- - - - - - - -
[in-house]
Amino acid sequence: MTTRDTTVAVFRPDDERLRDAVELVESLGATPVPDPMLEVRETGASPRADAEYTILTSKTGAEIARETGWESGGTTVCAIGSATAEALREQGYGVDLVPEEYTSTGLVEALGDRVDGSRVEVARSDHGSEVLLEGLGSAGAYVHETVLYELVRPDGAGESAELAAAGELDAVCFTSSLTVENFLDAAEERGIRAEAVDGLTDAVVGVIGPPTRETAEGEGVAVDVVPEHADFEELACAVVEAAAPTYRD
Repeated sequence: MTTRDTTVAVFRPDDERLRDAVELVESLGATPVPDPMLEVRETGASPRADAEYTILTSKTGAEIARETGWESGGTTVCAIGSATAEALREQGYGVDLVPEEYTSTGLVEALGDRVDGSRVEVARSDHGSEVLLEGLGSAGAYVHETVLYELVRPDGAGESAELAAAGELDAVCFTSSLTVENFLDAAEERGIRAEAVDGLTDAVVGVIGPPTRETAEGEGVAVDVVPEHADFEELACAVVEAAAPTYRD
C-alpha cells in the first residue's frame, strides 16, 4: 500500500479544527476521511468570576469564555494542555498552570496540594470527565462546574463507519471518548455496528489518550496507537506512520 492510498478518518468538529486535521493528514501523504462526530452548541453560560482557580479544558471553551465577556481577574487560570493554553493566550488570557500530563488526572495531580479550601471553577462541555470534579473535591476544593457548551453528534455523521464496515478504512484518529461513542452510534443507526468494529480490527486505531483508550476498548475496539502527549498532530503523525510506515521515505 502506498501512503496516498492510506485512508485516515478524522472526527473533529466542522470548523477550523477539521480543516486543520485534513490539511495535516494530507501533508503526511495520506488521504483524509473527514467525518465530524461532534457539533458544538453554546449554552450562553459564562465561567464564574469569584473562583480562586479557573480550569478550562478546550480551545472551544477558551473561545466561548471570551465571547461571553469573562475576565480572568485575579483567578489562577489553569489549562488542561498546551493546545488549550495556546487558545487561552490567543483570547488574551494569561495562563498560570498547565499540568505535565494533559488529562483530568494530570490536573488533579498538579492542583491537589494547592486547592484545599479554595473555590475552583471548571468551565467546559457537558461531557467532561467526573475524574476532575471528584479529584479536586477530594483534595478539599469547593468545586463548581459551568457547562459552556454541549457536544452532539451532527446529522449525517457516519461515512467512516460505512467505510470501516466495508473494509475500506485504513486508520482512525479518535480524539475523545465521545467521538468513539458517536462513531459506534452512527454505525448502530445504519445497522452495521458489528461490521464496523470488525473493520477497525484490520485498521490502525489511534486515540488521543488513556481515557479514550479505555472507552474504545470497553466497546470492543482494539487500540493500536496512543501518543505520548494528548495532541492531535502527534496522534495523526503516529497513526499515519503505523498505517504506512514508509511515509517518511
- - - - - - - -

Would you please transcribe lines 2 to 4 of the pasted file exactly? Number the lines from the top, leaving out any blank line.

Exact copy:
Amino acid sequence: MTTRDTTVAVFRPDDERLRDAVELVESLGATPVPDPMLEVRETGASPRADAEYTILTSKTGAEIARETGWESGGTTVCAIGSATAEALREQGYGVDLVPEEYTSTGLVEALGDRVDGSRVEVARSDHGSEVLLEGLGSAGAYVHETVLYELVRPDGAGESAELAAAGELDAVCFTSSLTVENFLDAAEERGIRAEAVDGLTDAVVGVIGPPTRETAEGEGVAVDVVPEHADFEELACAVVEAAAPTYRD
Repeated sequence: MTTRDTTVAVFRPDDERLRDAVELVESLGATPVPDPMLEVRETGASPRADAEYTILTSKTGAEIARETGWESGGTTVCAIGSATAEALREQGYGVDLVPEEYTSTGLVEALGDRVDGSRVEVARSDHGSEVLLEGLGSAGAYVHETVLYELVRPDGAGESAELAAAGELDAVCFTSSLTVENFLDAAEERGIRAEAVDGLTDAVVGVIGPPTRETAEGEGVAVDVVPEHADFEELACAVVEAAAPTYRD
C-alpha cells in the first residue's frame, strides 16, 4: 500500500479544527476521511468570576469564555494542555498552570496540594470527565462546574463507519471518548455496528489518550496507537506512520 492510498478518518468538529486535521493528514501523504462526530452548541453560560482557580479544558471553551465577556481577574487560570493554553493566550488570557500530563488526572495531580479550601471553577462541555470534579473535591476544593457548551453528534455523521464496515478504512484518529461513542452510534443507526468494529480490527486505531483508550476498548475496539502527549498532530503523525510506515521515505 502506498501512503496516498492510506485512508485516515478524522472526527473533529466542522470548523477550523477539521480543516486543520485534513490539511495535516494530507501533508503526511495520506488521504483524509473527514467525518465530524461532534457539533458544538453554546449554552450562553459564562465561567464564574469569584473562583480562586479557573480550569478550562478546550480551545472551544477558551473561545466561548471570551465571547461571553469573562475576565480572568485575579483567578489562577489553569489549562488542561498546551493546545488549550495556546487558545487561552490567543483570547488574551494569561495562563498560570498547565499540568505535565494533559488529562483530568494530570490536573488533579498538579492542583491537589494547592486547592484545599479554595473555590475552583471548571468551565467546559457537558461531557467532561467526573475524574476532575471528584479529584479536586477530594483534595478539599469547593468545586463548581459551568457547562459552556454541549457536544452532539451532527446529522449525517457516519461515512467512516460505512467505510470501516466495508473494509475500506485504513486508520482512525479518535480524539475523545465521545467521538468513539458517536462513531459506534452512527454505525448502530445504519445497522452495521458489528461490521464496523470488525473493520477497525484490520485498521490502525489511534486515540488521543488513556481515557479514550479505555472507552474504545470497553466497546470492543482494539487500540493500536496512543501518543505520548494528548495532541492531535502527534496522534495523526503516529497513526499515519503505523498505517504506512514508509511515509517518511